An Amsterdam-based group, Rekkof Restart (Rekkof is Fokker spelled backwards) negotiated to reopen the Fokker 70 and 100 lines in 1999, but the deal never completed. Stork B.V. acquired the maintenance business for the aircraft and operated it under the name "Fokker Aviation".[2]

From 2014, the French DGA Essais en Vol used a Fokker 100 as a flying testbed. It replaced a former Dassault Mystère XX's business jet. This Fokker 100 is a former Régional's aircraft. It's called ABE-NG, for Avion Banc-d'Essais de Nouvelle Génération.[3] Alliance Airlines has announced in November 2015 that it shall acquire the entire Austrian Airlines fleet of 21 Fokker 100 and Fokker 70.[4]

Operators[edit]

KLM Cityhopper Fokker 100 (old colors)
Air Panama Fokker 100
Skywest Airlines Fokker 100 side view, during maintenance at Perth Airport
An Air Niugini Fokker 100 (P2-ANH) parked at Mt. Hagen's Kagamuga Airport, Papua New Guinea.
Rear seat engine view of a KLM Cityhopper Fokker 100
An Iran Air Fokker 100 at Shiraz International Airport, Iran. (2007)
An Alliance Airlines Fokker at Brisbane International Airport

As of August 2015, 171 aircraft are still in operational use with airlines.[5][6]

Former operators[edit]

Accidents and incidents[edit]

  • 5 March 1993 (1993-03-05): Palair Macedonian Airlines Flight 301, a Fokker 100 (PH-KXL) crashed shortly after takeoff from Skopje Airport on its way to Zurich Airport, killing 83 of 97 passengers and crew on board.[8]
  • 31 October 1996 (1996-10-31): a TAM Airlines Fokker 100 operating flight 402 crashed shortly after takeoff from São Paulo-Congonhas Airport in Brazil, killing 99 people, including everyone on board plus four people on the ground.[9][10]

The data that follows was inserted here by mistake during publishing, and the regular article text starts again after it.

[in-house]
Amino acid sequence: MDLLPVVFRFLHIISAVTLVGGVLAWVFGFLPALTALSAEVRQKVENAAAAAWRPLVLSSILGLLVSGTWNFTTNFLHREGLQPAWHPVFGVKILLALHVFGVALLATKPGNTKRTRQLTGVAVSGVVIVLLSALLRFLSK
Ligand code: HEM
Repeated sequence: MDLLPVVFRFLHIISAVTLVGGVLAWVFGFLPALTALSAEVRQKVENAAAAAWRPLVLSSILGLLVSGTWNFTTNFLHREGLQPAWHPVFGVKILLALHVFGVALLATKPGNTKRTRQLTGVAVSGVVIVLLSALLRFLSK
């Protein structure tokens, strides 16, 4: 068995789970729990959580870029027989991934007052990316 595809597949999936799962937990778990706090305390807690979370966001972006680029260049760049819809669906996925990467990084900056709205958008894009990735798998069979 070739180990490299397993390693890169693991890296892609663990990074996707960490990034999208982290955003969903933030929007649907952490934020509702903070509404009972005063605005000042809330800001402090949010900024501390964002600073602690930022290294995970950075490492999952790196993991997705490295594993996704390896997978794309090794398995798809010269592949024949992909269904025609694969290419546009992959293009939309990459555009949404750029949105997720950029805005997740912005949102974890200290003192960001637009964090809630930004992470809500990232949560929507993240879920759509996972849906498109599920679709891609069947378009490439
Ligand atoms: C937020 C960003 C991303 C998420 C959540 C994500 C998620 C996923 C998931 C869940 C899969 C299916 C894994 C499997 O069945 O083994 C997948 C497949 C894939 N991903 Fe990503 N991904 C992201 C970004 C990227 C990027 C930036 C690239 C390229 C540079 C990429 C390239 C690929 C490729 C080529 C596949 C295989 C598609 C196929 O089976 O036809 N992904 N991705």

• 9 July 1997 (1997-07-09): a TAM Airlines Fokker 100 registration PT-WHK operating flight 283 en route from São José dos Campos to São Paulo-Congonhas was climbing after takeoff from São José dos Campos when a bomb exploded in the rear part of the passenger cabin. The uncontrolled decompression blew one passenger out of the aircraft. The aircraft made a successful emergency landing in São Paulo, despite the 2m X 1.5m (78" X 60") hole in the fuselage.[11]
  • 15 September 2001 (2001-09-15): a TAM Airlines Fokker 100 registration PT-MRN operating the charter flight 9755, flying from Recife to Campinas-Viracopos, following an uncontained engine failure en route to Campinas had three cabin windows shattered by fragments of the engine and made an emergency landing at Belo Horizonte-Confins. One passenger was sucked out partly and held by another passenger until the aircraft landed. The passenger did not survive.[12][13]
  • 25 January 2007 (2007-01-25): Air France Flight 7775 from Pau to Paris crashed shortly after takeoff. All 54 passengers and crew escaped from the aircraft, although one person on the ground was killed .[14] An investigation by the BEA revealed that the cause of the accident was ice on the wings of the aircraft involved.[15]
  • 25 December 2012 (2012-12-25): Air Bagan Flight 11 XY-AGC crash-landed through trees which removed the wings 3 km from Heho Airport, killing one on board and one on the ground, and injuring 11.[16]

Aircraft on display[edit]

Specifications[edit]

Fokker 100
Tay 620
Fokker 100
Tay 650
Cockpit crew Two
Seating capacity 122 (1-class, maximum)
107 (1-class, typical)
97 (2-class, typical)
Seat pitch 29 in (74 cm) (1-class, maximum)
32 in (81 cm) (1-class, typical)
36 in (91 cm) & 32 in (81 cm) (2-class, typical)
Length 35.53 metres (116 ft 7 in)